As we began our renovation plans, we decided not to change the layout. We were purposeful in maintaining the old part of the house as our main living spaces. Therefore the six rooms in the original structure serve as our living room, dining room, and bedrooms. We love old houses and wanted to live in those spaces. Our neighbors, who live in the sister house next door, told us that the original rooms were thought to be “apartments” for the millworkers in the 1800s. Over the years, the various owners added a kitchen and one bathroom on the second floor.
If any of you have ever decided to renovate a historic home, a home that is on the historic registry, you know the logistical hoops you go through to make any changes. We went through all that and more. When addressing any changes to the exterior of the historic facade, we ran everything by the board of the historical society. We sat patiently through multiple hearings about historically accurate windows, shutters, and anything else that might compromise the historical integrity of the house. Luckily, changing the paint color of the shutters was no big deal. I personally didn't like the harsh contrast of the black shutters on the white plaster. We chose a softer green that reminds me of cottages in the English country side.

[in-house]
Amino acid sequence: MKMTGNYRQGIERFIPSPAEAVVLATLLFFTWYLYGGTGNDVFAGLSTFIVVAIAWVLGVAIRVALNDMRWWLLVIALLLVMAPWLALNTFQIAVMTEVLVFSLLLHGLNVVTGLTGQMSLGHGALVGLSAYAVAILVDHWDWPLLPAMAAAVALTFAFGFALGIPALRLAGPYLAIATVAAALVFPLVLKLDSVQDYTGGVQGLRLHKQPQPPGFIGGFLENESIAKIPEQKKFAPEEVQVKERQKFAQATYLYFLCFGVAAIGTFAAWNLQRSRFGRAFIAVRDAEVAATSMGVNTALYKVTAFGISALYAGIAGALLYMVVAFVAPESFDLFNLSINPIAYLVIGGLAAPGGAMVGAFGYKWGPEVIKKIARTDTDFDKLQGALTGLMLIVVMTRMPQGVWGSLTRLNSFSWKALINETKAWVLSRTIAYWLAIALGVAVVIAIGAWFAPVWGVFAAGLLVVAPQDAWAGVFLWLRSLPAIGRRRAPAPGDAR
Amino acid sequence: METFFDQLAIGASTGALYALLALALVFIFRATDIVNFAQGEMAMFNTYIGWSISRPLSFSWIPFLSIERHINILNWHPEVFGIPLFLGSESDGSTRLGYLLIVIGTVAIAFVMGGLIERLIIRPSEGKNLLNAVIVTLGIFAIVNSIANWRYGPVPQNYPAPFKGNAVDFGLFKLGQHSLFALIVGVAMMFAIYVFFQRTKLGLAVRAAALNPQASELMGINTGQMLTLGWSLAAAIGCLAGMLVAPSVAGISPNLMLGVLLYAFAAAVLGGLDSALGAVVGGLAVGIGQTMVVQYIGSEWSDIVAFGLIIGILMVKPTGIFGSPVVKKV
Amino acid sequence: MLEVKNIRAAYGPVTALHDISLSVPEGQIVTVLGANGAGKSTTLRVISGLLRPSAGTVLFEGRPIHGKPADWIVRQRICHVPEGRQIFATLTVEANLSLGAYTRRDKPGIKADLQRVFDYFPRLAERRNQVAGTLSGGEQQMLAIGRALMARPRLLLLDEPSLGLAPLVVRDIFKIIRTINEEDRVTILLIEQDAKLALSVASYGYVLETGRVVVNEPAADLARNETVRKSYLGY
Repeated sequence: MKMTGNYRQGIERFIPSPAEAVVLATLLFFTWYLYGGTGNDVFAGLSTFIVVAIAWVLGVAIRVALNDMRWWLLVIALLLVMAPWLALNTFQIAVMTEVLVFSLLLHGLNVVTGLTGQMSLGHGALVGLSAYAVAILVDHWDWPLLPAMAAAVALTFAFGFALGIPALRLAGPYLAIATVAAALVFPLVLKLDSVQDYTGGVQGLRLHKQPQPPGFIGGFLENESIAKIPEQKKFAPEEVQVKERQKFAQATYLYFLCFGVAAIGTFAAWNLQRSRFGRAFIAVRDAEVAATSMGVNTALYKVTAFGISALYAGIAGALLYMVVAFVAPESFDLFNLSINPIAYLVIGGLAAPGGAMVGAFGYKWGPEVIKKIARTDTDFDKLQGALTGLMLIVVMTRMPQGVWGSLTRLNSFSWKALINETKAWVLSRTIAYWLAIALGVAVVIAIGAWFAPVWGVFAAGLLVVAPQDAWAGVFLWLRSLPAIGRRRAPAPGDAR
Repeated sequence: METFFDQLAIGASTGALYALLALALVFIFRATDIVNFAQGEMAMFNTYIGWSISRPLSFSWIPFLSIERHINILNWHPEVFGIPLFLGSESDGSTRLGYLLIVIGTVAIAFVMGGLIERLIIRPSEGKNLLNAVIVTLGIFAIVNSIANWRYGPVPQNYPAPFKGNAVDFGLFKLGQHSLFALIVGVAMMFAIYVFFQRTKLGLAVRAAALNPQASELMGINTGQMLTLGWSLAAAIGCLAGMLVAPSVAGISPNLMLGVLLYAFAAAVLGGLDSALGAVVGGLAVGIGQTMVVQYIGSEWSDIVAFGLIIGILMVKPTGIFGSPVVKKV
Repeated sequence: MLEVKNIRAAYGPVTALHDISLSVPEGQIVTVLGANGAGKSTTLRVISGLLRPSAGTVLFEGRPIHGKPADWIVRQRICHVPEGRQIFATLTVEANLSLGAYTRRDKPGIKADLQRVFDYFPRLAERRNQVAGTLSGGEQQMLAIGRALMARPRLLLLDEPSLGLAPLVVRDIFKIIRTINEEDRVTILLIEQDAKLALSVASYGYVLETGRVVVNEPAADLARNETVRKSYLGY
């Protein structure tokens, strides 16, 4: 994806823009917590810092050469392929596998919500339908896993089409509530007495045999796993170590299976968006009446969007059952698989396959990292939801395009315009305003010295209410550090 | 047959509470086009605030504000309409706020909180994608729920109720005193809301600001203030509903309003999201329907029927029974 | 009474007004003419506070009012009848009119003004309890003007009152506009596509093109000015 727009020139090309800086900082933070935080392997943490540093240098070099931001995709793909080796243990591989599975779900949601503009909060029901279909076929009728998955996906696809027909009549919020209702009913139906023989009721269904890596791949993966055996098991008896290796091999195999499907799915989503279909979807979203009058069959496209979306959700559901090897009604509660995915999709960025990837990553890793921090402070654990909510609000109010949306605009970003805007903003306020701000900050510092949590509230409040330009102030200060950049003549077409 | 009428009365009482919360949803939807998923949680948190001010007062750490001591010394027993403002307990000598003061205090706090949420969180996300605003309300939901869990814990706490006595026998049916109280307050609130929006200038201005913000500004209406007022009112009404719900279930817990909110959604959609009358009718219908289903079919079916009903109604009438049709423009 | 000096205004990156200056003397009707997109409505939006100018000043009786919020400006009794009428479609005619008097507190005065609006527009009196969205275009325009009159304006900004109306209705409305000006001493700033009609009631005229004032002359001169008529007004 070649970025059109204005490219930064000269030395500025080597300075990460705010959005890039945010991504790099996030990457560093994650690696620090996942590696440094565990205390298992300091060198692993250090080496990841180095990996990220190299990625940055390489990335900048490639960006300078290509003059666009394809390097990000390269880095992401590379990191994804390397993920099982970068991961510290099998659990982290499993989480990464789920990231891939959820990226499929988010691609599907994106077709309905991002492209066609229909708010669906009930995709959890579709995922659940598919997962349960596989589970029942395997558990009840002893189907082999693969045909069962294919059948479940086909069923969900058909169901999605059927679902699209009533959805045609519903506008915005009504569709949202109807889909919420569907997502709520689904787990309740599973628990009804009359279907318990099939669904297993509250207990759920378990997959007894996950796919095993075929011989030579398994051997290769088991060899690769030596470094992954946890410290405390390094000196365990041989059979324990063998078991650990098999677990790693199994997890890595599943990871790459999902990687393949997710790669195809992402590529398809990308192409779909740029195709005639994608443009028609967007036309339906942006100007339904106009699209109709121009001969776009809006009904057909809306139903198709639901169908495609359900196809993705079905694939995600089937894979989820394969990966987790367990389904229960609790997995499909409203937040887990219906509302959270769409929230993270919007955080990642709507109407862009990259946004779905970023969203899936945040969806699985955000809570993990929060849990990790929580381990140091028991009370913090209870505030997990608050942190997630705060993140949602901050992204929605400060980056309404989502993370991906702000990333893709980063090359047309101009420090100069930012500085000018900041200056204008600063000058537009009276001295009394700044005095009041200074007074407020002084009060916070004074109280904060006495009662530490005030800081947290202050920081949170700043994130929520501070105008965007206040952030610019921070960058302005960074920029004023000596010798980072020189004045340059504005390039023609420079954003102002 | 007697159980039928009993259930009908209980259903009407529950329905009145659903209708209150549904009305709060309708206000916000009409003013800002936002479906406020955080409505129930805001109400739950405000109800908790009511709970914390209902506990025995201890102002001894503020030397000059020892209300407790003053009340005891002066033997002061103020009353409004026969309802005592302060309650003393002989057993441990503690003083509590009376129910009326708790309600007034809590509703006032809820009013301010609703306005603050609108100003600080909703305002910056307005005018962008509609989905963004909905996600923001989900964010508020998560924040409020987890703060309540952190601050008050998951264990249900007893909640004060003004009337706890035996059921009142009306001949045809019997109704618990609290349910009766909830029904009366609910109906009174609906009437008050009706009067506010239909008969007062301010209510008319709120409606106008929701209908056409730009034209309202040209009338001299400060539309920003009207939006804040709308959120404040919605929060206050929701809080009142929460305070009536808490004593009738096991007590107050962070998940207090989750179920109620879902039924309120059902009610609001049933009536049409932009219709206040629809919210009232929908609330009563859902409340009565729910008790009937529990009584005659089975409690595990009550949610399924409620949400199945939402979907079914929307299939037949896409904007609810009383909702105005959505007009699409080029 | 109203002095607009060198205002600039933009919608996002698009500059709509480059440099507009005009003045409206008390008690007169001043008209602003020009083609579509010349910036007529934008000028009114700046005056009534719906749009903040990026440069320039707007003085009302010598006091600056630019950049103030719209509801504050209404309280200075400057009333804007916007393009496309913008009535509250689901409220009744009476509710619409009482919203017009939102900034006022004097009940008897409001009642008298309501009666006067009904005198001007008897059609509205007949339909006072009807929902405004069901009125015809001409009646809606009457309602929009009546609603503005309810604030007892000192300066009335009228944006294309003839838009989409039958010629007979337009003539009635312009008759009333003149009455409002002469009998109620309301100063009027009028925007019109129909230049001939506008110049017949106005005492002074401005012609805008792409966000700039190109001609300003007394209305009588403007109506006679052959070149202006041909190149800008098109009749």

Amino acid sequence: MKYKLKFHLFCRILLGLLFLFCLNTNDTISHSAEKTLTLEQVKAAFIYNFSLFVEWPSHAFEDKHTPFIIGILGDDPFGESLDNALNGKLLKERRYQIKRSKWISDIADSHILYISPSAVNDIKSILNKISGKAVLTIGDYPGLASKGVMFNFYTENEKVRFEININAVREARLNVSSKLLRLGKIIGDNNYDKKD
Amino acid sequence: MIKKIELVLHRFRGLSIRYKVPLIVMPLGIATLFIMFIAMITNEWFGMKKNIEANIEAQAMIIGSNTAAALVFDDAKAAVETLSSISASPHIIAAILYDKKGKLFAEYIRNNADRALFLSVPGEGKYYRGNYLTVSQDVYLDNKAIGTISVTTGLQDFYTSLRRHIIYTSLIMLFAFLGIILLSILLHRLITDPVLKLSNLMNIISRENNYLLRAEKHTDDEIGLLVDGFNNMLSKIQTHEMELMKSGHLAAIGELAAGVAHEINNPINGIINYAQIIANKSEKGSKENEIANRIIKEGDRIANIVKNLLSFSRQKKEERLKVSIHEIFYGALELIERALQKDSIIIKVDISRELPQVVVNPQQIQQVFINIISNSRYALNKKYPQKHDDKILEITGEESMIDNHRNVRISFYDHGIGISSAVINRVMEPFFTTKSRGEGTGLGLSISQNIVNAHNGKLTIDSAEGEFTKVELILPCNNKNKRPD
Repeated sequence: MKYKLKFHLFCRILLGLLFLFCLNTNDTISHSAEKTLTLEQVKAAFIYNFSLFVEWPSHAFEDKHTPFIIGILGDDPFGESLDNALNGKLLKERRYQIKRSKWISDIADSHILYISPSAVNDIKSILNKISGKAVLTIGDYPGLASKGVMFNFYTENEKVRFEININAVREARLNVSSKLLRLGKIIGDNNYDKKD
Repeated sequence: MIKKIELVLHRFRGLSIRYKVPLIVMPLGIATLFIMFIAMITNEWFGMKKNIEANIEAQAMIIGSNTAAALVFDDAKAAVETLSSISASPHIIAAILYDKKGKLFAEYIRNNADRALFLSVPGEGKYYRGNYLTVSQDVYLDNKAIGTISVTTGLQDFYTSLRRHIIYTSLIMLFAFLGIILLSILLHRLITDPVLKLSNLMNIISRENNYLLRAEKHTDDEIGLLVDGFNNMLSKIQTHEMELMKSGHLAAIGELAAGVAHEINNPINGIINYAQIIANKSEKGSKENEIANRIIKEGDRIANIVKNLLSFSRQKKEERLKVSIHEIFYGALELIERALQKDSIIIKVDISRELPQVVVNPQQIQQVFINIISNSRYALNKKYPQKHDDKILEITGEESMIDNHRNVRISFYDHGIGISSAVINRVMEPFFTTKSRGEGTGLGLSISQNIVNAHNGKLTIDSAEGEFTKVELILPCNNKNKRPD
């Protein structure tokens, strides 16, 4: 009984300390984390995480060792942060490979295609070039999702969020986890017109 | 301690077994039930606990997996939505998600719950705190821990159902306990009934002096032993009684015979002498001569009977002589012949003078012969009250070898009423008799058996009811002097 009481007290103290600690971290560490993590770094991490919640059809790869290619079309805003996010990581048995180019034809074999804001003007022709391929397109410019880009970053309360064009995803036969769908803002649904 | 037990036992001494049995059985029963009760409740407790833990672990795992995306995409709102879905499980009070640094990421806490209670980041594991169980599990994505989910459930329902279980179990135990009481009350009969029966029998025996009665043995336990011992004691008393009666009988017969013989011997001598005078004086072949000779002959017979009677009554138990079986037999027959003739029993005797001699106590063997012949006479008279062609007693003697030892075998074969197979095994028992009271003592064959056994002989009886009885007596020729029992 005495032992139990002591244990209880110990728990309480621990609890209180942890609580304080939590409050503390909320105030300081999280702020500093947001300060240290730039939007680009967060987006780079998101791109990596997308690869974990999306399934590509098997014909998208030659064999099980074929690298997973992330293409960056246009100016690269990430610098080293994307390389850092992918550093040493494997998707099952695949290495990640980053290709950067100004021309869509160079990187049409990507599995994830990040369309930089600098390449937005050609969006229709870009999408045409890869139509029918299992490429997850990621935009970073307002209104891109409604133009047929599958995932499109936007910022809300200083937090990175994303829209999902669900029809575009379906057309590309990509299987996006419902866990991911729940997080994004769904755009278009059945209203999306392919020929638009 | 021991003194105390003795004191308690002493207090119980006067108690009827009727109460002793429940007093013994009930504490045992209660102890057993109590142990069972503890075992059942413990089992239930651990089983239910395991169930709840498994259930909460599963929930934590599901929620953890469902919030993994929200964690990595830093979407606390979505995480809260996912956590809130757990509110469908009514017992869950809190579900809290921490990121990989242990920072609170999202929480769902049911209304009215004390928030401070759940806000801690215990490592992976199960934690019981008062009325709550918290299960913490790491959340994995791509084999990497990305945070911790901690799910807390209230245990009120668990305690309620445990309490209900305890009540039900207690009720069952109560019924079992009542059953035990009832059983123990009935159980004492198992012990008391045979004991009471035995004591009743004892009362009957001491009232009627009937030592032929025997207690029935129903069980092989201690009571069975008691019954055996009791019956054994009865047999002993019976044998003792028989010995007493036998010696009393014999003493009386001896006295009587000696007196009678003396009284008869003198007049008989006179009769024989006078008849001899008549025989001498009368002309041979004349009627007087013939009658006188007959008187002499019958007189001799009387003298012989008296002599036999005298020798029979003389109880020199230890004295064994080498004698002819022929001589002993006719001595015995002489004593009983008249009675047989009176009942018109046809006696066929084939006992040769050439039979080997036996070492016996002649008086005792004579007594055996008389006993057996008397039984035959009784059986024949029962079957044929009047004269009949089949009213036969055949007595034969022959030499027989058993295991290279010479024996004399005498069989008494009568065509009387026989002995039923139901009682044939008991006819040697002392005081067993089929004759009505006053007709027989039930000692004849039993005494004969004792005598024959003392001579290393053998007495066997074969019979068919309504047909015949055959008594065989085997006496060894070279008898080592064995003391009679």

Originally we thought we would keep the existing addition and just renovate on the inside. However, foundation issues with the addition made it more practical for us to tear down the addition and start new. This gave us a lot more freedom than working within the existing blueprint. This addition includes a mudroom, powder bath, and kitchen on the first floor. A hall bathroom, master closets, and master bath on the second floor. Lastly, there is a shared hall bathroom on the third floor. For our young family, only having one bathroom on the second floor was impractical. We wanted each bedroom space to have an easily accessible bathroom. We also added that amazing back porch!
Down the road we want to add some patio spaces, but that will be some time in the future. We could not have done this wonderful addition with out the tremendous vision of our architect, Warren Claytor of Warren Claytor Architects, and our builder, Pete McKenna of McKenna Building Group. Well, I hope you enjoyed my little introduction to our renovation of Merion Millhouse, and stay tuned for future posts of the renovated interior! If you like what you see, go on over to Instagram and follow me at @merionmillhouse.